I expected to hear cynicism
mixed with arguments for separating work from “what really matters.” Although I did hear some of
that, I also heard people express a
deep commitment to high ideals
and a strong desire to believe in
their organizations, even in the face
of moral ambiguity. Some of those
whom I talked to had confronted
gross ethical violations, to be sure;
Elizabeth Doty
( is an organizational consultant, a 12-year veteran of the
hotel industry, a Harvard MBA, and a
“recovering reengineer.” Her firm,
WorkLore, applies systems thinking,
simulation, and storytelling for clients
in manufacturing, high tech, financial
services, educational testing, and real
estate operations.
comment first person
would win, hoping to rekindle my
loyalty after that hellish week. I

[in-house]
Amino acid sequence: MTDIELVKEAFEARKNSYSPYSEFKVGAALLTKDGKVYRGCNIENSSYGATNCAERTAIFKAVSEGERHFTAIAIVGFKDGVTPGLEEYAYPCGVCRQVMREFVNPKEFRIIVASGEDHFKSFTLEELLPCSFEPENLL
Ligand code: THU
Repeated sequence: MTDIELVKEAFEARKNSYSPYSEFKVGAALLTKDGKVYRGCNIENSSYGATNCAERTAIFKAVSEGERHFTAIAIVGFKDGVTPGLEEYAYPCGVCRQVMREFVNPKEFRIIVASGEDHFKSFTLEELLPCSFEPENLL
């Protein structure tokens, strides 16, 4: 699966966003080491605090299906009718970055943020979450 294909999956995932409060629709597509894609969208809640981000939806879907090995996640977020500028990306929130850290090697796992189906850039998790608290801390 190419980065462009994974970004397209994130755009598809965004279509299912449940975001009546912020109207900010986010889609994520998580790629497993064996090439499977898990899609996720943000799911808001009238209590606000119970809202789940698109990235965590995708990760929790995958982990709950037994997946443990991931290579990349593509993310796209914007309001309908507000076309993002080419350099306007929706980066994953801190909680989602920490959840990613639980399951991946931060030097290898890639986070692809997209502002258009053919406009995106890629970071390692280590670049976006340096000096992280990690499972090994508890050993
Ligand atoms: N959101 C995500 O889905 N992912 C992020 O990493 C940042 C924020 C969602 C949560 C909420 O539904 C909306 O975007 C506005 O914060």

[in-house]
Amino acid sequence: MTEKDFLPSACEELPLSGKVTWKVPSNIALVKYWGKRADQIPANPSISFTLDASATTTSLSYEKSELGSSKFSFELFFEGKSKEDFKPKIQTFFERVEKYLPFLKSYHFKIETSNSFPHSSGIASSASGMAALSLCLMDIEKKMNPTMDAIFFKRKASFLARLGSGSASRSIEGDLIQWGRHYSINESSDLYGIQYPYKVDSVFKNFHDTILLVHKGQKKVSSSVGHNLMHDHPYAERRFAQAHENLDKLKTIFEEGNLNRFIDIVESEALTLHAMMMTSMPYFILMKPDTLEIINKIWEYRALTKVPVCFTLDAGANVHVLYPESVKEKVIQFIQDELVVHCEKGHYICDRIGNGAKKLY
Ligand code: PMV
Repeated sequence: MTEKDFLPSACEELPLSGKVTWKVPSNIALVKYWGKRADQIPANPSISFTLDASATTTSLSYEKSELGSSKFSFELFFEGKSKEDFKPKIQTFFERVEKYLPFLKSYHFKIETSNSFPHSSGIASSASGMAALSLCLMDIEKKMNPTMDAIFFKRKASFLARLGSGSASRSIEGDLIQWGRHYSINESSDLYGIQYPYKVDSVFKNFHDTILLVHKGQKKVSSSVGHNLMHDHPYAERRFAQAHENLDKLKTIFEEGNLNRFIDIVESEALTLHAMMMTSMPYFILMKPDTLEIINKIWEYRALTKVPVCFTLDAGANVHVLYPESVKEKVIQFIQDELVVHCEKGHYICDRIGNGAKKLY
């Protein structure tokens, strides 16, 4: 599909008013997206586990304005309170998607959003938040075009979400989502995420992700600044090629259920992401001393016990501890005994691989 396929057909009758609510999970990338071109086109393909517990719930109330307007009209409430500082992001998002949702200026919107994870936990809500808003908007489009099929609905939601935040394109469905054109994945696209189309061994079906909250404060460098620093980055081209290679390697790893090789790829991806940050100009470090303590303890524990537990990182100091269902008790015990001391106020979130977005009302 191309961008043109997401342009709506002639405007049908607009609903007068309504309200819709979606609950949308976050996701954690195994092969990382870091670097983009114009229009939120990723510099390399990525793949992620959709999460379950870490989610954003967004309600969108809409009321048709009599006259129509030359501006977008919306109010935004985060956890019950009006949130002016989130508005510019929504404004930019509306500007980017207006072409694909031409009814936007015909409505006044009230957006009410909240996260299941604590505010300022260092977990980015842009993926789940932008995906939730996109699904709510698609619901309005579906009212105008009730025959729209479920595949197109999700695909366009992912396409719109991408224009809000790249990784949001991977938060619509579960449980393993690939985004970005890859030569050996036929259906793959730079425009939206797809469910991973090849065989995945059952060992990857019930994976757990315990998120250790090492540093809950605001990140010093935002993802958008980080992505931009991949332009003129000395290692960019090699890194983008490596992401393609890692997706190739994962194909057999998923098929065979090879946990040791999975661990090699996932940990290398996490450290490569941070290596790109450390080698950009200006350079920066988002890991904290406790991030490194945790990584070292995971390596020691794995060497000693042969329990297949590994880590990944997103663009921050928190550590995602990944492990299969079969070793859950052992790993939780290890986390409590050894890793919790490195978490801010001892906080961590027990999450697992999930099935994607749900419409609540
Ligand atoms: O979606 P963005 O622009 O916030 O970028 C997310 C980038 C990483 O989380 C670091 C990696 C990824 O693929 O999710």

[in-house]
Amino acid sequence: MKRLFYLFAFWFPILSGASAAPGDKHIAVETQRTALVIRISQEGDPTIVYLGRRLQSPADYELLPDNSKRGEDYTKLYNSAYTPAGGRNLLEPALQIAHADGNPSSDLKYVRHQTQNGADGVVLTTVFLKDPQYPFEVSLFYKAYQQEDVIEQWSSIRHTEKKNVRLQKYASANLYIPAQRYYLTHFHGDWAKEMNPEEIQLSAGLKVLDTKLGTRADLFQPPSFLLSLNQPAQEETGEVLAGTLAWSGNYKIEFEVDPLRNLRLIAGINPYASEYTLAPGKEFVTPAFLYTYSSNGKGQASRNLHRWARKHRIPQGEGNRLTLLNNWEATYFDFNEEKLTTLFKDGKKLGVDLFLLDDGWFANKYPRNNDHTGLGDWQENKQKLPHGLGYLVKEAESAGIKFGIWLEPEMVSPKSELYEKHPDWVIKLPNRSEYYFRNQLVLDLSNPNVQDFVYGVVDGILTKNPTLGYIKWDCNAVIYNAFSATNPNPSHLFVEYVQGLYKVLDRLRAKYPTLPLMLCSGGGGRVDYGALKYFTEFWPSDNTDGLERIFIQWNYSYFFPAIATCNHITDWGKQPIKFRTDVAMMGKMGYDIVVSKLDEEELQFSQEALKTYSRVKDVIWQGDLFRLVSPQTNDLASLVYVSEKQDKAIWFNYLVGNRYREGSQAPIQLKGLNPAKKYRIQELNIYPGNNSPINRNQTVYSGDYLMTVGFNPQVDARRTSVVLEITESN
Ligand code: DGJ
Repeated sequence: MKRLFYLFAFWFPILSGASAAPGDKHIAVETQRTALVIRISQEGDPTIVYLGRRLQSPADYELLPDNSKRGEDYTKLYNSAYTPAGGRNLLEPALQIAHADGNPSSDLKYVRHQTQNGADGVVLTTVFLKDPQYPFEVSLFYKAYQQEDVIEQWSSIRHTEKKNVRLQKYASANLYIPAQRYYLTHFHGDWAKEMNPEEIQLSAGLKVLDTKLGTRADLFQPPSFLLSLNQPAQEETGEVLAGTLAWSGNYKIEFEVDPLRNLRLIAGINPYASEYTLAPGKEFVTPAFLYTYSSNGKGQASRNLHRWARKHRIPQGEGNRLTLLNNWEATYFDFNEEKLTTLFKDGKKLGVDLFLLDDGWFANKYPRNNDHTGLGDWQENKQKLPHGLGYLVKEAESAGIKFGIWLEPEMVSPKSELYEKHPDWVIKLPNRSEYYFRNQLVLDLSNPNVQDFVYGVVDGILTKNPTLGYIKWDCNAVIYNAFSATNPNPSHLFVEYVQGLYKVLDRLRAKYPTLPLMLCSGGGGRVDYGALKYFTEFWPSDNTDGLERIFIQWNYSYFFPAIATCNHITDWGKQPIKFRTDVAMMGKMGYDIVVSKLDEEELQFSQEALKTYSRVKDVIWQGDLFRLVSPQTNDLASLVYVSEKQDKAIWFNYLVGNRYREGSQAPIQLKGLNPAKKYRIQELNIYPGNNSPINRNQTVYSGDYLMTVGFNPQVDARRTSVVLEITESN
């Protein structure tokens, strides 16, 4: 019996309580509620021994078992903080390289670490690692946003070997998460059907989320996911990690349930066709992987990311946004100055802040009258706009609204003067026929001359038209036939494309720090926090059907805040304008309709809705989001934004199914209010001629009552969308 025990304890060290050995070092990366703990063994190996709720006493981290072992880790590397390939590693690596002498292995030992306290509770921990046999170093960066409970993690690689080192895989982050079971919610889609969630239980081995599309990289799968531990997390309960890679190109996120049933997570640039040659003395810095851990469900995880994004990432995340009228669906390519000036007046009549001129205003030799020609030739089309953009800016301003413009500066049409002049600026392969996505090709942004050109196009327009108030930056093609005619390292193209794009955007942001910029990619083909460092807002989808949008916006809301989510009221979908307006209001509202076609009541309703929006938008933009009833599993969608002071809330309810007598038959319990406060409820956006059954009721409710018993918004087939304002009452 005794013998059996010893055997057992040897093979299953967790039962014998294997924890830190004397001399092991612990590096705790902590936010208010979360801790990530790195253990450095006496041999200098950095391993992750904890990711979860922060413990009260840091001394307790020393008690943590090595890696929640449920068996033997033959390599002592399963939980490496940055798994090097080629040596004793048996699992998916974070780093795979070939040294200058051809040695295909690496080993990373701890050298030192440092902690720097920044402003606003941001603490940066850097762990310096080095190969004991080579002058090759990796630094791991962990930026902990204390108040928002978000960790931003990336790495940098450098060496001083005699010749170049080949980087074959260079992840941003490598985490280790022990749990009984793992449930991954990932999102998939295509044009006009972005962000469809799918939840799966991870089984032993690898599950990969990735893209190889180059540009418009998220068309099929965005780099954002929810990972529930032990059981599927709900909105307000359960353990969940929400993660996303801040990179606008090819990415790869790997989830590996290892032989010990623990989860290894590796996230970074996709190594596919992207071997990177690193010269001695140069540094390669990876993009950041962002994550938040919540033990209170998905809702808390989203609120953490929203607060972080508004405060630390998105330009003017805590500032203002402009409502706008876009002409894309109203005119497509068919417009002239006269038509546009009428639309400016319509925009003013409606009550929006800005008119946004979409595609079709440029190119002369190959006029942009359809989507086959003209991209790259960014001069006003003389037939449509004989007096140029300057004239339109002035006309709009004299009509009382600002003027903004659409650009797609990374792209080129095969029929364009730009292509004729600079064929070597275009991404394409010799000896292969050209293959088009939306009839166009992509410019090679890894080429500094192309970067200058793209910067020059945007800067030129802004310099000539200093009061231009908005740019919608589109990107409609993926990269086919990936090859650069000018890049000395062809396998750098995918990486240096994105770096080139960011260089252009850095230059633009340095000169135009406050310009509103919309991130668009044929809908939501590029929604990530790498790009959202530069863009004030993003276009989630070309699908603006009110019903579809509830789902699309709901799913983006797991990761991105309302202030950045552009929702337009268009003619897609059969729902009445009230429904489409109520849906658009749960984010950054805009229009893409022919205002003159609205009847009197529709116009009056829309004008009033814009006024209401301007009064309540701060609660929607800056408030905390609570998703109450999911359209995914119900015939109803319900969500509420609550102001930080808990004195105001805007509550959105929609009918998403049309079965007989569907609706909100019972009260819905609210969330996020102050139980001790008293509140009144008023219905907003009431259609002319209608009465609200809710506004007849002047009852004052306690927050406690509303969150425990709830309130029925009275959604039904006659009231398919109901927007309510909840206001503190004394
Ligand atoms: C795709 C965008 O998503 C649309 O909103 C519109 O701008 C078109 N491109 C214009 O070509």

knew, and felt that everyone else
knew, that the moment was utterly
false. Still, I stood and smiled as I
accepted my award. I was determined to appear loyal and committed. But I wasn’t. I left for business
school six months later.
There is always some tension
between our values as individuals
and the compromises that we must
make for our organizations. Being
“professional” requires that we learn
to reconcile these tensions. But
when does the willingness to go
along go too far? My experience at
The Wounds of Commitment
Not surprisingly, those who dared to
care deeply about their work had
the worst stories to tell about being
burned. An intensive-care nurse
described having daily panic attacks
on her way to work, terrified that
someone would die on her shift
because managed-care policies had
tripled her patient load. A commercial banker talked of being told that
either he or his peer would be fired
— and then of being presented with
a portfolio of real estate loans to
approve that involved “looking the
other way” on zoning violations.